severe prior to the recognition that the reactivation requires treatment. HHV-6 can become
      chronically active and has been associated not only with secondary graft failure, but pure
      red cell aplasia as well.

      CMV reactivation in the post HSCT period can also be accompanied by an acute syndrome
      manifested by fever, myalgia, and suppressed marrow function. Leukopenia at the start of CMV
      therapy has been associated with a poor response to anti-viral therapy and is a risk factor
      for progression of CMV viremia to CMV disease. While the most serious manifestations of CMV
      disease are related to pulmonary and enteral infections CMV-induced marrow suppression and
      marrow failure has been described, with identification of specific genotypes of CMV highly
      associated with mortality from pancytopenia. Because CMV and the treatment for CMV can both
      be associated with post HSCT cytopenias, it is often difficult to distinguish which of the
      two is the major etiological factor.

      Although the pathophysiology is unclear, persistent cytopenias post HSCT have also been
      associated with acute and chronic GVHD, bacterial and fungal infections, and impaired hepatic
      and renal function. Because failure of hematopoietic recovery after HSCT is associated with
      compromised patient survival, this protocol was developed to provide patients with persistent
      cytopenias post HSCT a boost of their original donors' HSCs to improve peripheral blood
      counts.
    


Study Type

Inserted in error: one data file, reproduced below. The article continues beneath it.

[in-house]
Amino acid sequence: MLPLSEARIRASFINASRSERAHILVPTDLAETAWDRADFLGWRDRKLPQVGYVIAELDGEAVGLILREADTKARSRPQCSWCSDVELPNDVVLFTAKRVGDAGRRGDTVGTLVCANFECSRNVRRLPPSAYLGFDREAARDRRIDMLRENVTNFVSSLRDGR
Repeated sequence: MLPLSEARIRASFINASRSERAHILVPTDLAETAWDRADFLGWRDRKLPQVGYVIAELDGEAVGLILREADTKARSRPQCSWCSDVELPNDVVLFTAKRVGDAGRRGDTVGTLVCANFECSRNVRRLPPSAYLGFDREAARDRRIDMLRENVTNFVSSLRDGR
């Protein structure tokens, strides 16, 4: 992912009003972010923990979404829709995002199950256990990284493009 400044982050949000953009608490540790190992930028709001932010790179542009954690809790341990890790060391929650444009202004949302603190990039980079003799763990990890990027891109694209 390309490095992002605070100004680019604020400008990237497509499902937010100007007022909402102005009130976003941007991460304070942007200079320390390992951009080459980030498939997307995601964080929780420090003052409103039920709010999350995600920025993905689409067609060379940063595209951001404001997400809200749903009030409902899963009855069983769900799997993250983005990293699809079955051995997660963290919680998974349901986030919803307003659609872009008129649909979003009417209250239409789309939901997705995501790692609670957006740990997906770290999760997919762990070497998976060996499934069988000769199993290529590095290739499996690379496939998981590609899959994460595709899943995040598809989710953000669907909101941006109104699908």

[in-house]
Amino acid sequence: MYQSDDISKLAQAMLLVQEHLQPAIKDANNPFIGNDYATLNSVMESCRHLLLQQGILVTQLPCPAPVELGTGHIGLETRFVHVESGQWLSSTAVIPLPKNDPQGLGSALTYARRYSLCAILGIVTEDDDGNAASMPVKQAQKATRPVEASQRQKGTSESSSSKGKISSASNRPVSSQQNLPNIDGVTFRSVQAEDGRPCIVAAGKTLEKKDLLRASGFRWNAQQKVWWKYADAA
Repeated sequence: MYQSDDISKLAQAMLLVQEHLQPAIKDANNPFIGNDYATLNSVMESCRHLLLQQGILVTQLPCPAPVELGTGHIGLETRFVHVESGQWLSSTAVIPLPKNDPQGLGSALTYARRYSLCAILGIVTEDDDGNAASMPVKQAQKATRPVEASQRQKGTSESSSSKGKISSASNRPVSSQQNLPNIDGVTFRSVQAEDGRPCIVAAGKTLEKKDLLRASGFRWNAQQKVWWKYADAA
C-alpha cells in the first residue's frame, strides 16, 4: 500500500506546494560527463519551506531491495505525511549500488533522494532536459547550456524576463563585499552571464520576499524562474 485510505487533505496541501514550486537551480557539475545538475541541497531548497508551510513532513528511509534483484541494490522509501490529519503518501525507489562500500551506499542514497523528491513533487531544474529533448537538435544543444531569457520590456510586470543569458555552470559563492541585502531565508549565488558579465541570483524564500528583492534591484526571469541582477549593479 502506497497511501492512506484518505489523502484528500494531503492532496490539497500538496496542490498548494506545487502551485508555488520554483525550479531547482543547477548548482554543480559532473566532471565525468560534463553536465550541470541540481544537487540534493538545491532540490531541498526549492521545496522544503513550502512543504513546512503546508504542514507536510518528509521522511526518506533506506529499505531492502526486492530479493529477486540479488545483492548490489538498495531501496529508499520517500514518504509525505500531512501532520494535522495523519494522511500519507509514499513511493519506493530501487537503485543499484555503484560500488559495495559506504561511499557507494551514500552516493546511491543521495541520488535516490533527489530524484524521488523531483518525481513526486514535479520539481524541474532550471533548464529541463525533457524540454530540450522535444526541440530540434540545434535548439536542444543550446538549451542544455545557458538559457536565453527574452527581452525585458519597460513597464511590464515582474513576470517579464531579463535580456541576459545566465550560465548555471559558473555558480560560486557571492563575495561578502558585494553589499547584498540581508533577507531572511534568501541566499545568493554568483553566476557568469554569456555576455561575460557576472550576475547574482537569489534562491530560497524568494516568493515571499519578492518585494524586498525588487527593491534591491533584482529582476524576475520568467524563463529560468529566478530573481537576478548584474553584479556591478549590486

Interventional


Primary Outcome

Etiologies of post HSCT cytopenias


Condition

Anemia

Intervention

Allogeneic hematopoietic stem cell transplantation

Study Arms / Comparison Groups

 Supportive care (allogeneic PBSCT boost)
Description:  Patients undergo allogeneic PBSCT boost from cells selected for CD34+ using the CliniMACS CD34 Reagent System.

Publications

* Includes publications given by the data provider as well as publications identified by National Clinical Trials Identifier (NCT ID) in Medline.

Recruitment Information


Recruitment Status

Biological

Estimated Enrollment

0

Start Date

August 2012

Completion Date

December 2014

Primary Completion Date

December 2014

Eligibility Criteria

        Inclusion Criteria:

          1. No evidence of active disease as measured by staging studies pertinent to the
             particular diagnosis within 1 month of the CD 34+ boost

          2. Full donor chimerism as manifested by a ≥ 90% donor peripheral blood total, MNC, and T
             cell chimerism result on the last two studies prior to the planned CD 34+ boost, with
             the second study performed within 1 month of the infusion.

          3. HHV-6 and CMV negative by PCR for at least 1 month prior to the CD 34+ boost as
             measured by at least 2 assays within the month timeframe

          4. ANC of < 1000 10^6/L or maintenance of an ANC ≥ 1000 10^6/L only with white cell
             growth factor support

          5. Requirement for red cell transfusion to maintain a hemoglobin of ≥ 9.0 g/dL

          6. Requirement for red cell transfusion to avoid symptomatic anemia in patients with
             hemoglobin values of ≤ 11.0 g/dL

          7. Requirement for platelet transfusion to maintain a platelet count of ≥ 20 10^9/L

          8. Requirement for platelet transfusion to avoid bleeding in patients with platelet
             counts ≤ 50 109/L

          9. No signs of active acute GVHD (excluding stages I-II skin GVHD)
      

Gender

All

Ages

18 Years - N/A

Accepts Healthy Volunteers

Accepts Healthy Volunteers

Contacts

Dolores Grosso, DNP, CRNP, , 



Administrative Informations


NCT ID

NCT01660347

Organization ID

12D.214

Secondary IDs

2012-35

Responsible Party

Sponsor

Study Sponsor

Sidney Kimmel Cancer Center at Thomas Jefferson University


Study Sponsor

Dolores Grosso, DNP, CRNP, Principal Investigator, Thomas Jefferson University


Verification Date

October 2016